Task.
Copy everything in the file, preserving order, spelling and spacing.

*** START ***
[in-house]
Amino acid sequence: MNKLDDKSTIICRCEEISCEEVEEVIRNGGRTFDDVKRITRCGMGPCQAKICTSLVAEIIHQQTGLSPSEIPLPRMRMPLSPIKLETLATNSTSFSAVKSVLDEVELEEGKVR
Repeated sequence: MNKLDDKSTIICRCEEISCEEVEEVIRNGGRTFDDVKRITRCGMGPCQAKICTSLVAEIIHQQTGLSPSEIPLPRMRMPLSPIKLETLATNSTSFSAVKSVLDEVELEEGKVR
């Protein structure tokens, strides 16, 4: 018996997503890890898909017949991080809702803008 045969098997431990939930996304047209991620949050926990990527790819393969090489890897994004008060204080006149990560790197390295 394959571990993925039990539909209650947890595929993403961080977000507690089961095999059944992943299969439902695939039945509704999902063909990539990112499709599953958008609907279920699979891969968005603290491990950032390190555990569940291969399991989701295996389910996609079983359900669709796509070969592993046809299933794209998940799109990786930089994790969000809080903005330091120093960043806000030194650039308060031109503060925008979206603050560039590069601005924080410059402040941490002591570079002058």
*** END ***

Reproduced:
[in-house]
Amino acid sequence: MNKLDDKSTIICRCEEISCEEVEEVIRNGGRTFDDVKRITRCGMGPCQAKICTSLVAEIIHQQTGLSPSEIPLPRMRMPLSPIKLETLATNSTSFSAVKSVLDEVELEEGKVR
Repeated sequence: MNKLDDKSTIICRCEEISCEEVEEVIRNGGRTFDDVKRITRCGMGPCQAKICTSLVAEIIHQQTGLSPSEIPLPRMRMPLSPIKLETLATNSTSFSAVKSVLDEVELEEGKVR
């Protein structure tokens, strides 16, 4: 018996997503890890898909017949991080809702803008 045969098997431990939930996304047209991620949050926990990527790819393969090489890897994004008060204080006149990560790197390295 394959571990993925039990539909209650947890595929993403961080977000507690089961095999059944992943299969439902695939039945509704999902063909990539990112499709599953958008609907279920699979891969968005603290491990950032390190555990569940291969399991989701295996389910996609079983359900669709796509070969592993046809299933794209998940799109990786930089994790969000809080903005330091120093960043806000030194650039308060031109503060925008979206603050560039590069601005924080410059402040941490002591570079002058």